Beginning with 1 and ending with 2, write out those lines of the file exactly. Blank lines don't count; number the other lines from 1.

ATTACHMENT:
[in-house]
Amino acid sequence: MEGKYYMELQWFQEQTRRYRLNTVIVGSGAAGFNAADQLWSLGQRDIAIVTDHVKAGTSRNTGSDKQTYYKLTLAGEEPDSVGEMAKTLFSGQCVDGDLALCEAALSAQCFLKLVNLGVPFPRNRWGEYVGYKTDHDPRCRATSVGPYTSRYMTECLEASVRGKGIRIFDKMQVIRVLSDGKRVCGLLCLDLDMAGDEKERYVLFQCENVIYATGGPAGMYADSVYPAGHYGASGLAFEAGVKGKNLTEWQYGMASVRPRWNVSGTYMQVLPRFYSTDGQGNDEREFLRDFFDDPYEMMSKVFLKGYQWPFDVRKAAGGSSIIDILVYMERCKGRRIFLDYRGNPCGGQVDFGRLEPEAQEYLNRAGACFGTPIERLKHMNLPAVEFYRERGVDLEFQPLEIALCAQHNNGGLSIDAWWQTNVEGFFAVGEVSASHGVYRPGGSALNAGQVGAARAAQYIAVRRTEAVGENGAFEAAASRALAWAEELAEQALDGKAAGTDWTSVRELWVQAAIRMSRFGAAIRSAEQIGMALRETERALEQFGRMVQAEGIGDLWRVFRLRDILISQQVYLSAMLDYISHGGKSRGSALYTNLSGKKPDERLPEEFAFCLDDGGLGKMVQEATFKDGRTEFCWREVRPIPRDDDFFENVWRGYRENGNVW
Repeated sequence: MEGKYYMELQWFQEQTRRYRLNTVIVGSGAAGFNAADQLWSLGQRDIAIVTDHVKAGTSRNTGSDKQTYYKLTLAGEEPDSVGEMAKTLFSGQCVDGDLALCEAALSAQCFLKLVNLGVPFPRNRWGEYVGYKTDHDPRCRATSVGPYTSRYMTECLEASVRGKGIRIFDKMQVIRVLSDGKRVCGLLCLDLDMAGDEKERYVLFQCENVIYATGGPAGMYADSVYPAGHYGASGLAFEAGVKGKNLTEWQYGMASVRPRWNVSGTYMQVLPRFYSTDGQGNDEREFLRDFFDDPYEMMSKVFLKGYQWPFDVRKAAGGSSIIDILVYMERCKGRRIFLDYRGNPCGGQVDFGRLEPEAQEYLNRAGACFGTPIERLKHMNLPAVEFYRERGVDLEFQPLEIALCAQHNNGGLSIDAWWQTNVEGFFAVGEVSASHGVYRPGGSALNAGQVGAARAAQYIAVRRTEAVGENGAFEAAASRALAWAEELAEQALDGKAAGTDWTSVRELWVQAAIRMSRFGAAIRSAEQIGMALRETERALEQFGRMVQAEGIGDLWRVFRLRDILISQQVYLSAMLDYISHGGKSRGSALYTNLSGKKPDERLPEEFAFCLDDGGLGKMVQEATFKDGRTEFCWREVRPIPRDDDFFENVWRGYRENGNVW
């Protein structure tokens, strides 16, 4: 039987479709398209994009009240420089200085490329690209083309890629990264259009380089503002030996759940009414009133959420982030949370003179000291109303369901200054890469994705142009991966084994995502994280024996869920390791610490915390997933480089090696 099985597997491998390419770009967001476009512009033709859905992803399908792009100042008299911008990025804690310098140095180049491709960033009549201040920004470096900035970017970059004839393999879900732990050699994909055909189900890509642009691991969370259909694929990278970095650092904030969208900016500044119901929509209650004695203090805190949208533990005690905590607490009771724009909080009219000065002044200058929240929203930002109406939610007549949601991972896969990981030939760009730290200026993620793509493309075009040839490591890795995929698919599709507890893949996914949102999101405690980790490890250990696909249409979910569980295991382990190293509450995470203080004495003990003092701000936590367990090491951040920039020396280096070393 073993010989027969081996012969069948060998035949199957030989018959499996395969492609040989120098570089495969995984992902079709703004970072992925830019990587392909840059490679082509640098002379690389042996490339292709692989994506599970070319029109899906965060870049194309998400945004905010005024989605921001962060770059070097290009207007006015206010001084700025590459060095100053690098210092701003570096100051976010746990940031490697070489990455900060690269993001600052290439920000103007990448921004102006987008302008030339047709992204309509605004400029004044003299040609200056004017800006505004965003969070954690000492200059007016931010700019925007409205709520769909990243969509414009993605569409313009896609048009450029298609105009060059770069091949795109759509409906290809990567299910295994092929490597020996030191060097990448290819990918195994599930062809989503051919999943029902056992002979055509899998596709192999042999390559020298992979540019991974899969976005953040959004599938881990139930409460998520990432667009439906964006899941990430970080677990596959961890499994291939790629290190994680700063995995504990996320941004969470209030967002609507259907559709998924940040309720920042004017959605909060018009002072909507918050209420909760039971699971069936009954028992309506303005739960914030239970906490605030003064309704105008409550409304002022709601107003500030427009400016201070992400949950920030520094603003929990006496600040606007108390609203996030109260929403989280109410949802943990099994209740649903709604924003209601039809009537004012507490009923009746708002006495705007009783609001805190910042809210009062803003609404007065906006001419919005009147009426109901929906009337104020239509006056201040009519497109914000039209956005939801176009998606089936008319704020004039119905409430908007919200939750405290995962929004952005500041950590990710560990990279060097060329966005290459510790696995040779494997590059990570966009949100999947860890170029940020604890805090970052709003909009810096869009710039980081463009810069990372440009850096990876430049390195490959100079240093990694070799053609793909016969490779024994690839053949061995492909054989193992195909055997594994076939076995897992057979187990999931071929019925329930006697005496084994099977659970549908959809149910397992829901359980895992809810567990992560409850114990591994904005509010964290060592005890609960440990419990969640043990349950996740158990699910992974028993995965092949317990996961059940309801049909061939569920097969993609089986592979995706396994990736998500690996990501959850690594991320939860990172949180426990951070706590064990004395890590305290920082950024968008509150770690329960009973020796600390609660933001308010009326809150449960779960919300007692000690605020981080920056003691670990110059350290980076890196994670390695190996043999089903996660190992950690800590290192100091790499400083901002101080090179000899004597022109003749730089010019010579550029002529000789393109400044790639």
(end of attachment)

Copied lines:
[in-house]
Amino acid sequence: MEGKYYMELQWFQEQTRRYRLNTVIVGSGAAGFNAADQLWSLGQRDIAIVTDHVKAGTSRNTGSDKQTYYKLTLAGEEPDSVGEMAKTLFSGQCVDGDLALCEAALSAQCFLKLVNLGVPFPRNRWGEYVGYKTDHDPRCRATSVGPYTSRYMTECLEASVRGKGIRIFDKMQVIRVLSDGKRVCGLLCLDLDMAGDEKERYVLFQCENVIYATGGPAGMYADSVYPAGHYGASGLAFEAGVKGKNLTEWQYGMASVRPRWNVSGTYMQVLPRFYSTDGQGNDEREFLRDFFDDPYEMMSKVFLKGYQWPFDVRKAAGGSSIIDILVYMERCKGRRIFLDYRGNPCGGQVDFGRLEPEAQEYLNRAGACFGTPIERLKHMNLPAVEFYRERGVDLEFQPLEIALCAQHNNGGLSIDAWWQTNVEGFFAVGEVSASHGVYRPGGSALNAGQVGAARAAQYIAVRRTEAVGENGAFEAAASRALAWAEELAEQALDGKAAGTDWTSVRELWVQAAIRMSRFGAAIRSAEQIGMALRETERALEQFGRMVQAEGIGDLWRVFRLRDILISQQVYLSAMLDYISHGGKSRGSALYTNLSGKKPDERLPEEFAFCLDDGGLGKMVQEATFKDGRTEFCWREVRPIPRDDDFFENVWRGYRENGNVW